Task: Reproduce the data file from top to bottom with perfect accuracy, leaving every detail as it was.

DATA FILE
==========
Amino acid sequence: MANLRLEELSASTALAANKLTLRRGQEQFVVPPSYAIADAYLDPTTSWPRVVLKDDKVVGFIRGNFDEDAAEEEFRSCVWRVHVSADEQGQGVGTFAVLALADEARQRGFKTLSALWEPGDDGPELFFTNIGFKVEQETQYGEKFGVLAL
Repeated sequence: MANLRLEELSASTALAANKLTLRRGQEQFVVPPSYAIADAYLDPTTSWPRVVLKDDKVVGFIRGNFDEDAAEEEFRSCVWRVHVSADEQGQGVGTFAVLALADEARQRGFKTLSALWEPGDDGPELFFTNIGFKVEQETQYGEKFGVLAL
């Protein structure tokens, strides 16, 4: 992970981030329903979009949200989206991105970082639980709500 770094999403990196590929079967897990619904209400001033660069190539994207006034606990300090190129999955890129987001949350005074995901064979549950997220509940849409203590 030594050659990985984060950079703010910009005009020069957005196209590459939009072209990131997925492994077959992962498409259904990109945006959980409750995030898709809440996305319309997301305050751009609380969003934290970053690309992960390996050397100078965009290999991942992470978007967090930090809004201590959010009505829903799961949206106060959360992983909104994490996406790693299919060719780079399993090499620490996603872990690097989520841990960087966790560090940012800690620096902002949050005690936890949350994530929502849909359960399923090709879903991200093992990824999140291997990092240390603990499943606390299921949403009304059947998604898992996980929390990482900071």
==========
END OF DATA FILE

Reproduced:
Amino acid sequence: MANLRLEELSASTALAANKLTLRRGQEQFVVPPSYAIADAYLDPTTSWPRVVLKDDKVVGFIRGNFDEDAAEEEFRSCVWRVHVSADEQGQGVGTFAVLALADEARQRGFKTLSALWEPGDDGPELFFTNIGFKVEQETQYGEKFGVLAL
Repeated sequence: MANLRLEELSASTALAANKLTLRRGQEQFVVPPSYAIADAYLDPTTSWPRVVLKDDKVVGFIRGNFDEDAAEEEFRSCVWRVHVSADEQGQGVGTFAVLALADEARQRGFKTLSALWEPGDDGPELFFTNIGFKVEQETQYGEKFGVLAL
């Protein structure tokens, strides 16, 4: 992970981030329903979009949200989206991105970082639980709500 770094999403990196590929079967897990619904209400001033660069190539994207006034606990300090190129999955890129987001949350005074995901064979549950997220509940849409203590 030594050659990985984060950079703010910009005009020069957005196209590459939009072209990131997925492994077959992962498409259904990109945006959980409750995030898709809440996305319309997301305050751009609380969003934290970053690309992960390996050397100078965009290999991942992470978007967090930090809004201590959010009505829903799961949206106060959360992983909104994490996406790693299919060719780079399993090499620490996603872990690097989520841990960087966790560090940012800690620096902002949050005690936890949350994530929502849909359960399923090709879903991200093992990824999140291997990092240390603990499943606390299921949403009304059947998604898992996980929390990482900071």